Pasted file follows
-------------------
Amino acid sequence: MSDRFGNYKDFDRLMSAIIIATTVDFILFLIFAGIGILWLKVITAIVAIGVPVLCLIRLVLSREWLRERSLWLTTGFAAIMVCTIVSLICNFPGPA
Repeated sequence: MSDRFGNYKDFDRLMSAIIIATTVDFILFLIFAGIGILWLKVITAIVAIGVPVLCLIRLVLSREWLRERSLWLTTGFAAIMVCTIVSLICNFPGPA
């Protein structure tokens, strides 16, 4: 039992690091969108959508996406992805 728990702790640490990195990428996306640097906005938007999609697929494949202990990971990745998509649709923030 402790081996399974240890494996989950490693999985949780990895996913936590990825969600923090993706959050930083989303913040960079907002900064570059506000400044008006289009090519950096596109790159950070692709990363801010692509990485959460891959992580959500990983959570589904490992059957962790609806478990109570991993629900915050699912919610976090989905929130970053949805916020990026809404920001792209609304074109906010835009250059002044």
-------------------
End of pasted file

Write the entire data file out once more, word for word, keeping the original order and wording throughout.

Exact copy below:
Amino acid sequence: MSDRFGNYKDFDRLMSAIIIATTVDFILFLIFAGIGILWLKVITAIVAIGVPVLCLIRLVLSREWLRERSLWLTTGFAAIMVCTIVSLICNFPGPA
Repeated sequence: MSDRFGNYKDFDRLMSAIIIATTVDFILFLIFAGIGILWLKVITAIVAIGVPVLCLIRLVLSREWLRERSLWLTTGFAAIMVCTIVSLICNFPGPA
């Protein structure tokens, strides 16, 4: 039992690091969108959508996406992805 728990702790640490990195990428996306640097906005938007999609697929494949202990990971990745998509649709923030 402790081996399974240890494996989950490693999985949780990895996913936590990825969600923090993706959050930083989303913040960079907002900064570059506000400044008006289009090519950096596109790159950070692709990363801010692509990485959460891959992580959500990983959570589904490992059957962790609806478990109570991993629900915050699912919610976090989905929130970053949805916020990026809404920001792209609304074109906010835009250059002044």